AUGUSTA, Maine — Activists assembled at the State House on Tuesday to kick off an eight-state tour of the Northeast in support of health care reform.
The group, called Drive for Universal Healthcare, or “DUH,” bills itself as a “rolling demonstration” of activists in their vehicles, visiting states with pending legislation that would expand health care coverage by instituting some version of single-payer health care.
In Maine, that’s LD 1345, sponsored by Rep. Charlie Priest, D-Brunswick. His bill would transition the state slowly toward a state-run insurance system similar to those established in Canada and much of Europe.
Priest has introduced similar bills in previous legislatures. This time, he said he took his cues from Vermont, which in 2011 approved a law to slowly establish a single-payer system, and is working today toward implementing the law by 2017.
He said single-payer — which proponents say would drastically reduce the cost of health care by eliminating the private profit motivation and overhead costs associated with tracking the myriad insurance payments — was established piecemeal in Canada, and should be approached the same way in the United States.
“It’s going to happen state by state by state until there’s enough momentum for Congress to act,” he told the small group of supporters at the State House Welcome Center.
Proponents of Priest’s bill — it has 51 co-sponsors in the House — will surely be watching as Vermont attempts to implement its law. The state is attempting to bring companies that operate their own insurance plans under the single-payer system.
The U.S. Employee Retirement Income Security Act, or ERISA, says companies operating their own plans are exempt from state health care laws. Vermont needs a waiver to make those companies opt in to the single-payer system. No state has ever obtained an ERISA waiver before.
The outcome of that process will provide crucial precedent for Maine’s single-payer efforts, said Trish Riley, a senior fellow for health policy at the Muskie School.
“The biggest difference between Vermont and Maine is we have far more businesses that are self-insured,” Riley said. There’s also the question of whether a “single” payer could ever be established, she said.
“If you try to do single payer [in Maine], the question is whether Medicare will play along, because we’re the oldest state. And what do you do about self-insurers if you can’t get a waiver?” she said.
It’s feasible that even under a single-payer plan — where private health insurance companies were kicked out of the system — health care providers still could end up dealing with multiple state and federal agencies, plus the large companies that operate under ERISA, such as Bath Iron Works, the University of Maine and the Maine State Employees Union.
Rep. Richard Malaby, R-Hancock, who sits on the Health and Human Services Committee, said he opposes Priest’s plan for health care.
“Single-payer has a lot of allure in that it could minimize overhead costs, which is good, but it does not address a key component of the health care system, which is that we need more competition,” he said.
Malaby said that even though there are more than 1,000 health insurance companies in the country, only a handful operate in Maine’s small group market. Easing regulations, he said, would make Maine’s market more attractive and drive prices down.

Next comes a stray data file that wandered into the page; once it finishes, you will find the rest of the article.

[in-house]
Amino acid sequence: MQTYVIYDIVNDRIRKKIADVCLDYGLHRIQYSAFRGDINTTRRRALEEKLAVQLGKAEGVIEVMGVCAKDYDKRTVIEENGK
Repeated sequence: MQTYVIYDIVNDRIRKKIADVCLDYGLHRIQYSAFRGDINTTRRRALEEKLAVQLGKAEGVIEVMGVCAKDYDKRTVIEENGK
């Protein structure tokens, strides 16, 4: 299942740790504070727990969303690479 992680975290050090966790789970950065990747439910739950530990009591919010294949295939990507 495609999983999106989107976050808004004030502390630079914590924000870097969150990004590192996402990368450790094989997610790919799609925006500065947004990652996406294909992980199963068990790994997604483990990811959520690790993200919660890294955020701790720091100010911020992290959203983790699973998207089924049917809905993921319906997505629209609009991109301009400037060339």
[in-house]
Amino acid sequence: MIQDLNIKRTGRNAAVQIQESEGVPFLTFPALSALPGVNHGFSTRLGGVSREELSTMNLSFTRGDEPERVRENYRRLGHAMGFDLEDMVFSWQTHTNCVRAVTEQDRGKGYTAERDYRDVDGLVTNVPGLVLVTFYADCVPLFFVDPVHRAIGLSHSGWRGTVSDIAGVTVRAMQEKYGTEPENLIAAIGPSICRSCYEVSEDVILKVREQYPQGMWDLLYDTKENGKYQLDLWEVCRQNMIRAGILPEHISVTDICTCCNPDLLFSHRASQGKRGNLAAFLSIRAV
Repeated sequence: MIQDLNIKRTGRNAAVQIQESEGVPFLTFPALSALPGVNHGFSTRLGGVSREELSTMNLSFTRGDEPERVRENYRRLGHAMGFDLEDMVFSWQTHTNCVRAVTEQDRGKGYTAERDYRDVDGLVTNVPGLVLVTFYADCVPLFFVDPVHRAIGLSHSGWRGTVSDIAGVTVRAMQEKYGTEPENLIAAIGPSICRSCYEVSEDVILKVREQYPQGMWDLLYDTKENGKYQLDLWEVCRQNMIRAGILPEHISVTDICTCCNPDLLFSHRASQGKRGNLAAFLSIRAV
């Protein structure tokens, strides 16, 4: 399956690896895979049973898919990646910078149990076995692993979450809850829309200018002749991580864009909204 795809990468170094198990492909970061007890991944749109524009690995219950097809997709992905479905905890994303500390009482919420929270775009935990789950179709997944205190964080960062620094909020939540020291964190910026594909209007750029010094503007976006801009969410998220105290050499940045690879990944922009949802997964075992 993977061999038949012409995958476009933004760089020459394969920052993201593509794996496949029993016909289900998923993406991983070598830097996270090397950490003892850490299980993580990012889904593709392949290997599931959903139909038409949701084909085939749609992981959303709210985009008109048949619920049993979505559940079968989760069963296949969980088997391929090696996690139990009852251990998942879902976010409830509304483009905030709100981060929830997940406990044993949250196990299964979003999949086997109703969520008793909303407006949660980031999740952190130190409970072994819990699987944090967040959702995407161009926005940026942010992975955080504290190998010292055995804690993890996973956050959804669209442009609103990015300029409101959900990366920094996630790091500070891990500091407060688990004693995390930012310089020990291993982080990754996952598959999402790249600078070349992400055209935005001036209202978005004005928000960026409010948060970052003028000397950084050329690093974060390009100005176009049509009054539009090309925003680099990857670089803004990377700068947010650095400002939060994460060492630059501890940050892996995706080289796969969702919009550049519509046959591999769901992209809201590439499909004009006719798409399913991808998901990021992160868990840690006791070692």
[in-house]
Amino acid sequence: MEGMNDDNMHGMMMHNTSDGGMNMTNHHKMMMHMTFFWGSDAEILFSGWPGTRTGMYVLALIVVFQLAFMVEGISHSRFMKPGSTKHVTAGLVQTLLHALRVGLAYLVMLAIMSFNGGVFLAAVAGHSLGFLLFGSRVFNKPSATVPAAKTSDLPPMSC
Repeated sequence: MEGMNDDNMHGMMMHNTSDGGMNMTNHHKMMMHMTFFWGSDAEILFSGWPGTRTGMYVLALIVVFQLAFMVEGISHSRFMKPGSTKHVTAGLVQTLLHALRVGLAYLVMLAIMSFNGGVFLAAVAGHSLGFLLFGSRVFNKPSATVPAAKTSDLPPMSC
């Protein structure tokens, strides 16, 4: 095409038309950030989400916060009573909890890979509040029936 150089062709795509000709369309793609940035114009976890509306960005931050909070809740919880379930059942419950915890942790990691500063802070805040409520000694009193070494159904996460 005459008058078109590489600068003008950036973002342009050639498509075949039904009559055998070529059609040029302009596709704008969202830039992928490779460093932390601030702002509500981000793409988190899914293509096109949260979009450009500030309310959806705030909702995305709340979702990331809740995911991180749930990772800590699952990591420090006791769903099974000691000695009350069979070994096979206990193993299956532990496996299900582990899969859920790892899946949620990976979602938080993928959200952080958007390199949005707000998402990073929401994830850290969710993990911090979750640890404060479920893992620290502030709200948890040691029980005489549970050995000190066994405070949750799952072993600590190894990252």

He also said that while it’s true that Europeans operating under a single-payer system pay dramatically less for health care than Americans, that’s not necessarily a function of their payment scheme.
“I think it’s a lot to do with technology and lifestyle choices. They also make rationing choices in those countries that we are not willing to make. We spend a lot of money on end-of-life services, for example,” he said.
Malaby and other Republicans also responded to Tuesday’s event at the State House by touting Public Law 90, a GOP-supported insurance reform package approved during the Republican-controlled 125th Legislature. The law decreased regulation on insurance companies by making it easier for them to offer new plans and by allowing small businesses to band together and negotiate more favorable rates.
The bill also created a high-risk pool — or reinsurance program — to protect insurance companies from the high costs of covering patients who require the most medical care. In addition, the law allowed insurers to charge different rates based on patients’ age, place of residence and health status. Proponents have said that part of the bill is an attempt to woo more young, healthy patients into the marketplace by allowing insurers to charge them less.
Democrats and lawmakers from northern Maine have criticized PL 90 for allowing rate hikes on older and rural customers. Republicans have countered by pointing out that more Mainers have seen rate decreases since PL 90 was enacted.
Malaby said that the geographic fluctuations were rough in the first year since PL 90 but that they are leveling off and that the Republican reform bill has been a success.
“You’re getting more and more young people who can stay in Maine and afford insurance,” he said. “It used to be we never saw rate decreases at all, and now we are.”
Regardless of the political battles over PL 90 or a single-payer bill — which Gov. Paul LePage opposes — Priest said there’s always a Plan B.
“If we can’t get it through the Legislature, which is a possibility, Maine has a wonderful citizen referendum system,” he said.
Follow Mario Moretto on Twitter at @riocarmine.